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Everything posted by DCP

  1. Definitely. This year's experiments (or variations, I should say) included lime zest (18-24 limes, depending on size) and grapefruit zest (4 grapefruits) - both otherwise according to the 'Loebcello' recipe. The 'limecello' has received rave reviews - more so than the limoncello, oddly - but the grapefruit is not appreciably different from lemon to about half those who have tasted it.
  2. Sure. Only a couple tablespoons, filtered, because it is for color and not flavor. I find the slight cloudiness reminiscent of the commercial frosted glass bottles, as well as avoiding the 'sample' appearance. When you mix in significantly more juice, you're making something more akin to a ratafia, which has different properties - and, as I understand it, significantly more perishable.
  3. I have done simple syrup infusions for herbs and spices (rosemary, cinnamon, cloves, etc.) and both syrup-based and direct infusions into rum. The rum (all in Ronrico) infusions that have worked well for me are: * 2 cups toasted coconut (unsweetened, toasted myself) in 750 ml rum - lost about 25% to the coconut, which was reused for another (alcoholic) purpose. * 2 split, scraped, and chopped vanilla beans in 750 ml rum * Coffee syrup in a variety of proportions - starting with instant coffee/espresso powder or ground beans, in a variety of sugars (white/brown/blend), reduced different amounts. All were infused for 4 weeks, then strained, filtered, and aged another 2-4 weeks before bottling. The coconut and vanilla rums were very lightly sweetened with 2:1 simple syrup prior to bottling, just enough to take the edge off the harshness (likely in no small part from the cheap rum!) [edited to add a note on yields]
  4. I can't speak for brown liquor infusions, but can attest that vodka works well. Took raw mixed nuts (hazelnuts, almonds, Brazil nuts, and pecans - with skin) ans smashed them in a plastic bag with a rolling pin until the chunks were roughly 0.5-1 cm in diameter. Toasted them at 425 deg. F until they were nicely GBD; I don't recall how long it took. Once cooled, I measured out just over two cups of the mixture and infused into 1.75l of cheap vodka. (The goal was one cup per 750 ml.) It infused for 4 weeks, then was strained and mellowed for another 2 weeks. It was pretty harsh at that point, but after sweetening and aging another 4 weeks, was miraculously delicious. I found the tannic bite not unwelcome, and the flavor akin to (but decidedly more complex than) a blend of commercial nut liqueurs (Frangelico, Luxardo/Lazzaroni Amaretto [one of those made with real almonds, vs. 'bitter' almonds], etc.) Quite nice.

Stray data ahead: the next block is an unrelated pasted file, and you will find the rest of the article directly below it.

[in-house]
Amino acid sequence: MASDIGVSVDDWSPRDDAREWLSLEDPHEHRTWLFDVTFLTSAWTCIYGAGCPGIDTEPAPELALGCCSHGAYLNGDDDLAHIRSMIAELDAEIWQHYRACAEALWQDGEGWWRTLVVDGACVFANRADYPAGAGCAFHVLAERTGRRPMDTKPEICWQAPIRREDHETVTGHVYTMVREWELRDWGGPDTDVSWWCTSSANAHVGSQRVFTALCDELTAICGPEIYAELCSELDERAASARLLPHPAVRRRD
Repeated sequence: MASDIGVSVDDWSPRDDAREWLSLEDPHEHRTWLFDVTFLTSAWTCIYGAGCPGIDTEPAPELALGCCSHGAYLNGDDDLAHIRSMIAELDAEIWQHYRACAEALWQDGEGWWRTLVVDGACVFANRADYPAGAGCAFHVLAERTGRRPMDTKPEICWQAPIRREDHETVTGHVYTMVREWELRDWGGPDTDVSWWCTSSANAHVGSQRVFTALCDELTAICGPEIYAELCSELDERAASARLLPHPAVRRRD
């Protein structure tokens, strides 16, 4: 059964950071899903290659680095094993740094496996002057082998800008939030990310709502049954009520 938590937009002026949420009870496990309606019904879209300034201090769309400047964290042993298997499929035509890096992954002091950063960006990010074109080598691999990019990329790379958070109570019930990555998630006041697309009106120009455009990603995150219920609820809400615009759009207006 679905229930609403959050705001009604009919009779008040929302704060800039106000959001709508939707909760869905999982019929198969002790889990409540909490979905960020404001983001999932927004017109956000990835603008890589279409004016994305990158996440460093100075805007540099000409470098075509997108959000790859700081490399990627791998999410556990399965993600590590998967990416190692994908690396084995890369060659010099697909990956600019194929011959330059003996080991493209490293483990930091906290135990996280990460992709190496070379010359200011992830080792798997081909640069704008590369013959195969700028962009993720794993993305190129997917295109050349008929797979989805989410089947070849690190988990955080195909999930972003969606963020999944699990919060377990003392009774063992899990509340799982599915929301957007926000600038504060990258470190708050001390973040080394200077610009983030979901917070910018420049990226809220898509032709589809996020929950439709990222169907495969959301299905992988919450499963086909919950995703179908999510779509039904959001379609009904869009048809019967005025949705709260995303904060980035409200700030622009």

5. I saw these for sale, then checked out a few reviews and decided against it - seemed like a good idea, but not enough labor savings. Then I got my mom a SideSwipe Blade for her mixer for her birthday, and ended up with it myself since she gave me the wrong size information. Really nice in that it directs the scrapings down into the bowl, so you really are saved from stopping to scrape. Some of the reviews on Amazon.com seem to concur that it's a superior solution.
  6. I'll put in a good word for Le Mitoyen in Laval, as I have mentioned in the past. Others have highlighted it for its food - "substance over style" - and its service. L'Express doesn't get many points for presentation, but styling itself as a bistro, it shouldn't have to. We had a very fine meal here. I might also add that we thoroughly enjoyed 'smoked meat' at Schwatz's Deli as well. Quite a line, and unassuming food - but delicious.
  7. I'd say yes. As others have said, the same content as in the magazine is available, and (for those who have reasonable computer skills) more accessible. I signed up around the same time period you posted, finding the 'discounted' price much more palatable. $1 a month not to have to transcribe recipes, or hunt through old issues? Sold.
  8. I believe bradleybolt is referring to Jameson Irish Whiskey.
  9. Not to get too much further off-track, but the degree symbol is also used to indicate proof. That would also put the alcohol figures 'in the ballpark' for these beverages. That said, Rick Steves' Best of Eastern Europe 2007 indicates that Czech beers use the degree symbol for brix. I'm curious about what other countries' standards are... but, on with the wonderful blogging!
  10. According to the nutritional information listed at the product page, the Unbleached White Flour has 4.00 g protein per 34 g serving. Therefore, it's 11.8% protein. Gluten being about 80% of the protein in flour, that's 9.4% gluten.These are only estimates, of course; the company should be contacted for specifics.
  11. Wonderful photos, Rehovot. So many other eG food bloggers make do (and work magic) with small kitchens; seems to be a common thread. "Czocholate" - outstanding. Thanks for the chuckle.